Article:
Are some acute myeloid leukemia (AML) subtypes more common in some demographic groups? Dr. Naval Daver from the University of Texas MD Anderson Cancer Center discusses different forms of AML. Learn about the extent of knowledge about AML subtype demographics.
[ACT]IVATION TIP from Dr. Daver: “Patients, when they transformed what we call secondary AML or MDS, seemed to have a higher predilection for certain high-risk communications such as TP53, and these are best treated with ongoing frontline clinical trials at large academic centers.“
Dr. Daver, what are the different subtypes of AML, are various subtypes more prevalent in certain demographics?
Dr. Naval Daver:
The main way we have classified AML has actually been changing, so when we talk about subtypes there are actually two different classification systems like WHO and the ICC or ELM classification system. Traditionally, we have been using the ELM for prognostic classification of AML, this divides patients into three major buckets, what we call a favorable intermediate and adverse, and these are based on the underlying chromosome cytogenetics abnormalities and molecular or next-generation sequencing profile of the patients.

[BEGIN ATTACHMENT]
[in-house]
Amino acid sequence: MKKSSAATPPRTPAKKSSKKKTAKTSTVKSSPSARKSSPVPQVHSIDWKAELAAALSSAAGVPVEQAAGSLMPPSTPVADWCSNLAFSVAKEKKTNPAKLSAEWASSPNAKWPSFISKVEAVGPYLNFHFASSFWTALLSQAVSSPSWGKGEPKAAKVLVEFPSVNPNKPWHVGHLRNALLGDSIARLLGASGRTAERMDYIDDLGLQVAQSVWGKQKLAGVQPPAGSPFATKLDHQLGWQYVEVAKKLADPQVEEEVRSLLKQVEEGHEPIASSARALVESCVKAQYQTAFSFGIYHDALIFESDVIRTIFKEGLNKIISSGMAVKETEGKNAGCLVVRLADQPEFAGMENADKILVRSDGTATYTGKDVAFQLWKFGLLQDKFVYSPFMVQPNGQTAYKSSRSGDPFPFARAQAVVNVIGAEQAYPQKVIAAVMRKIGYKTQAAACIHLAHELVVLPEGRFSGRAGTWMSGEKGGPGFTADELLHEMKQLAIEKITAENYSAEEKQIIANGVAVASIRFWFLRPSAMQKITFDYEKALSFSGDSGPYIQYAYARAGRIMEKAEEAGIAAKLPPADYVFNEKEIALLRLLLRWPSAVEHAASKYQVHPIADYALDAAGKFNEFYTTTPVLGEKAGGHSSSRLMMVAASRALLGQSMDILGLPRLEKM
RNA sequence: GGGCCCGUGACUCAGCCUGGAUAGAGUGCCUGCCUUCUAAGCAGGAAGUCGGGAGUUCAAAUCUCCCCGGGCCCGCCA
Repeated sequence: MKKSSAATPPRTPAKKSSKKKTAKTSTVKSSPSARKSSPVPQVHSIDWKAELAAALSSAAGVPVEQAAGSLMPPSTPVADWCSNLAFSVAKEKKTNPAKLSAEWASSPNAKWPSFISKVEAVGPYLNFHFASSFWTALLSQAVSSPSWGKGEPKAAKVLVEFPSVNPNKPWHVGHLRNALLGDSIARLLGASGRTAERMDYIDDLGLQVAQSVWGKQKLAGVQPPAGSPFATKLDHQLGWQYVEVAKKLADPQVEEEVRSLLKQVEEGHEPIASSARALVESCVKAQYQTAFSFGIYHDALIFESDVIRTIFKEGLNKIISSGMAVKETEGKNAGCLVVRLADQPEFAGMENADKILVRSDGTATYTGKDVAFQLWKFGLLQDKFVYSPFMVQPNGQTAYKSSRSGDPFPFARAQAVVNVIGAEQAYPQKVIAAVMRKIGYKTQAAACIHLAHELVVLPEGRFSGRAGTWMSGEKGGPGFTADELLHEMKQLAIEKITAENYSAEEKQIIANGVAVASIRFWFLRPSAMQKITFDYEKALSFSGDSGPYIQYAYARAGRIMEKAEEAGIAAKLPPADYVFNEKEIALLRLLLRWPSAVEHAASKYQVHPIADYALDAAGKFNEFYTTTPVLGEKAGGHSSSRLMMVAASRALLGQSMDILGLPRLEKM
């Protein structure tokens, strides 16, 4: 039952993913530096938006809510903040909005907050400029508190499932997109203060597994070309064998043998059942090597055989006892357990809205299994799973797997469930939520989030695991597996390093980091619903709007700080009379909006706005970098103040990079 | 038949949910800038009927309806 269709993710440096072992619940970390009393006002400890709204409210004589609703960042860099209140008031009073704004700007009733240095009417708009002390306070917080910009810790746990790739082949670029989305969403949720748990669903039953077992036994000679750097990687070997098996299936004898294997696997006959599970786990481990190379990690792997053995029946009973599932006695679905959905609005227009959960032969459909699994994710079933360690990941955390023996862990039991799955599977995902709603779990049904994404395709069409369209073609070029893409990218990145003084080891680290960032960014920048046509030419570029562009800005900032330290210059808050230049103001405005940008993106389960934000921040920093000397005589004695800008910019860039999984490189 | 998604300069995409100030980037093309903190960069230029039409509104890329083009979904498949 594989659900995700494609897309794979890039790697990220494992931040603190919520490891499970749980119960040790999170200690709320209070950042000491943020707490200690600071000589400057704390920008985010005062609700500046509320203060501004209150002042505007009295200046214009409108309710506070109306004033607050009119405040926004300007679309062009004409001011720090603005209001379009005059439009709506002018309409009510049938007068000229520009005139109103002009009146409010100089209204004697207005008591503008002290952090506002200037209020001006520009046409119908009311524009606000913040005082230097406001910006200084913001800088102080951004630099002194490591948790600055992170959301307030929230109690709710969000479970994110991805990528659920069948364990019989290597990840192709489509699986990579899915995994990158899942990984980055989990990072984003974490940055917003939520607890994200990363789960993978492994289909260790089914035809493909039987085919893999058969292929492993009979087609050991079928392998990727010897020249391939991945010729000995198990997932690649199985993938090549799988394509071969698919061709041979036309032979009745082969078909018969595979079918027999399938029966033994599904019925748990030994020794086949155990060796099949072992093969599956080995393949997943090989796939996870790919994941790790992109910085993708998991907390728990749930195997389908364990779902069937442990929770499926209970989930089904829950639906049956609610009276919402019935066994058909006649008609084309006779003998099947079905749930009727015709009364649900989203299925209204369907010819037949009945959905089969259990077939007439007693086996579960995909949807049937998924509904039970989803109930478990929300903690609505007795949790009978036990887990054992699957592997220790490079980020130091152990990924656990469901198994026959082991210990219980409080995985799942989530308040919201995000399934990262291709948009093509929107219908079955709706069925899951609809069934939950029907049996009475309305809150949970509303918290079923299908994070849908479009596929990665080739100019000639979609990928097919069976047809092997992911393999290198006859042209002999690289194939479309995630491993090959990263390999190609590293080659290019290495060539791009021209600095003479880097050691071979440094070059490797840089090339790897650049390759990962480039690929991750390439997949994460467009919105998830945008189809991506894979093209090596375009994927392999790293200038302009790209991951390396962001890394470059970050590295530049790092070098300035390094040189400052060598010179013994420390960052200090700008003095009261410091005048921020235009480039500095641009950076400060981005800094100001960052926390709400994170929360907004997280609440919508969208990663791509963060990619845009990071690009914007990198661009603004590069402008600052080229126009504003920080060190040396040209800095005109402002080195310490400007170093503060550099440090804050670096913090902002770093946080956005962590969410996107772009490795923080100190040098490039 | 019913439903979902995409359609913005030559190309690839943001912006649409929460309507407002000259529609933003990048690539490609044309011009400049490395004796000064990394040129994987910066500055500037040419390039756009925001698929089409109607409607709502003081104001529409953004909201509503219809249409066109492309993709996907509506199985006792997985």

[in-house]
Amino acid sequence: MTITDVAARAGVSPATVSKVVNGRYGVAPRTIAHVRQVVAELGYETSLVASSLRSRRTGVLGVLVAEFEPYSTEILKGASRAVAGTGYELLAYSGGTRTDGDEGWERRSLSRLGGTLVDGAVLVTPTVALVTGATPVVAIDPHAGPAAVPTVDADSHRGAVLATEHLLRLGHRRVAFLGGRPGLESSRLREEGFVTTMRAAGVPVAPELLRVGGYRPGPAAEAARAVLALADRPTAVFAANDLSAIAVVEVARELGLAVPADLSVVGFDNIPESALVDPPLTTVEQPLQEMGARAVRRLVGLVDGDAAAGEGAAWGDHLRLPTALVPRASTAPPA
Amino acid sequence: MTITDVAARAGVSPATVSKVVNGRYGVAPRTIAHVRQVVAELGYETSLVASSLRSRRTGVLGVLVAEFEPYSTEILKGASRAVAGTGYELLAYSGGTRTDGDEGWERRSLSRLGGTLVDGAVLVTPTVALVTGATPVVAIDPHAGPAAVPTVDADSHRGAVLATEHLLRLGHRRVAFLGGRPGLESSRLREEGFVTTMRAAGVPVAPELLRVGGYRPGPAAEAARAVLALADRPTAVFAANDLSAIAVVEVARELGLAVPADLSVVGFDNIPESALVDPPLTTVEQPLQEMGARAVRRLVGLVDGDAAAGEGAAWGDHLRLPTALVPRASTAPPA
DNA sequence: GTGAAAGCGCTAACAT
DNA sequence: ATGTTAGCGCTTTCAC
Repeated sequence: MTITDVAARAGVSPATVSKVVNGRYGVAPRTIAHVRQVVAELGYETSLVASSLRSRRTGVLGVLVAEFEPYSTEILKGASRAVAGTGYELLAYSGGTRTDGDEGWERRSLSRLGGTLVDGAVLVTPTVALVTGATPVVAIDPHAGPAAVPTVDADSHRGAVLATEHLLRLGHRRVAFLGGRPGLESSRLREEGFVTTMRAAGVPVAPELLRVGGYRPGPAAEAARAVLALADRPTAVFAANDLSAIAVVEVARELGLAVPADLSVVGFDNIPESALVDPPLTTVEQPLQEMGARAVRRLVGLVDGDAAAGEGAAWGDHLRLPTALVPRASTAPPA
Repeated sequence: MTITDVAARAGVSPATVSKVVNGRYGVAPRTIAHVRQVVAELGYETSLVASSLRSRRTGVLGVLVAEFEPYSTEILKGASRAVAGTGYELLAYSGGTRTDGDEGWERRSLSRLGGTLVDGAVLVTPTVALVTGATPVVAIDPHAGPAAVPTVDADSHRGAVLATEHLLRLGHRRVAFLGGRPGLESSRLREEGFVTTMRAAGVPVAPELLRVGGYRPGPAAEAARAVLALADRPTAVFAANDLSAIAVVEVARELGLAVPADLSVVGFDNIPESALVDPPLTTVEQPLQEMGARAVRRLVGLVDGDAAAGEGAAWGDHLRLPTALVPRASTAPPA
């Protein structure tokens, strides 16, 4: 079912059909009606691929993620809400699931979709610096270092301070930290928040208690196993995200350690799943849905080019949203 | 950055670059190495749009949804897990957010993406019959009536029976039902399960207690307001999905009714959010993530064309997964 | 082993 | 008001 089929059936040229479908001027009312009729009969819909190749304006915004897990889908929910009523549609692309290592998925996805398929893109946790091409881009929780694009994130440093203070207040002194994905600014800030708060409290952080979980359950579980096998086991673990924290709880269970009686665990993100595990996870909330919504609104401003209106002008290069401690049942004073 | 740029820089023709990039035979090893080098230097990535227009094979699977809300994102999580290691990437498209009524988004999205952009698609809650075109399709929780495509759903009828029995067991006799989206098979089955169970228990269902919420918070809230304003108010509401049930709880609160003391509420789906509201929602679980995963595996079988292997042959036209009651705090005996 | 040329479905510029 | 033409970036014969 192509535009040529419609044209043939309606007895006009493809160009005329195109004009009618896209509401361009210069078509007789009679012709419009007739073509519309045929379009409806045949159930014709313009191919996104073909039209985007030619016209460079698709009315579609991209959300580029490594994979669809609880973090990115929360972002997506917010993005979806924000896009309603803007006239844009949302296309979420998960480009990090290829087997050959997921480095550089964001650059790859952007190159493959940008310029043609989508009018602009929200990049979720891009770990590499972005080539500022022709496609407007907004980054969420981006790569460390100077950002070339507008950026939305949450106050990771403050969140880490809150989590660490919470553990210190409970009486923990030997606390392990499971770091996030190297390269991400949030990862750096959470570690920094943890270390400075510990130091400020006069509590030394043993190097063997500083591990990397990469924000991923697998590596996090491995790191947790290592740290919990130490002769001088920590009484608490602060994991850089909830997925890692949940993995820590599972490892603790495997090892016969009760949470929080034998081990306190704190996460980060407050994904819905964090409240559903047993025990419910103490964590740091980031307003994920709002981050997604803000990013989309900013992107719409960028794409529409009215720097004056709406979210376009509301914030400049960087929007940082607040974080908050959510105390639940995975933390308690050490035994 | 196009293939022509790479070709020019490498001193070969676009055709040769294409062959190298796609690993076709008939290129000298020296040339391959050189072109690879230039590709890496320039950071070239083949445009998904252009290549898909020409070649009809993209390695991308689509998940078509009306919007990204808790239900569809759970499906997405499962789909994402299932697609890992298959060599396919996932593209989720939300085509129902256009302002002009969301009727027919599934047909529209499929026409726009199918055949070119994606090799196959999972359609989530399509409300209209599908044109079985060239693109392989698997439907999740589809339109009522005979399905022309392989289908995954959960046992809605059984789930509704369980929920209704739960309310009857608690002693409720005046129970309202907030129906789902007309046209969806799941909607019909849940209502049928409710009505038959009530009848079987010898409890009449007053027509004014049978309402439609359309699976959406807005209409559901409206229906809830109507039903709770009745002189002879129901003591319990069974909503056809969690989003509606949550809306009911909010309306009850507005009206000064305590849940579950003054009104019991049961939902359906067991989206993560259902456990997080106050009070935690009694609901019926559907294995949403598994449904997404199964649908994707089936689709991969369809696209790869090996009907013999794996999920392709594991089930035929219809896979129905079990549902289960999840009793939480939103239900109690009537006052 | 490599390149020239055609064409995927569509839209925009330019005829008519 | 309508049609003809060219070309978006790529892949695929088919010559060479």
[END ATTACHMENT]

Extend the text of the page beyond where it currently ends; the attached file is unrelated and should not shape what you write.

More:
In general, in AML there has actually been limited data and publications regarding the demographic distribution, whether it’s regional or racial or cultural, one of the things that we do know, for example, in acute lymphoblastic leukemia is that in the Hispanic population, there seems to be higher frequency of things like FLT3-positive ALL.
But in the AML population, there actually does not seem to be, at least based on published data, huge differences in the molecular or cytogenetic presentation. We have seen some data from different countries that there may be a difference in the prevalence of communications across different regions. For example, in Japan, we do see that the incidence of FLT3 and NPM1 appears to be lower than what has been reported in the United States.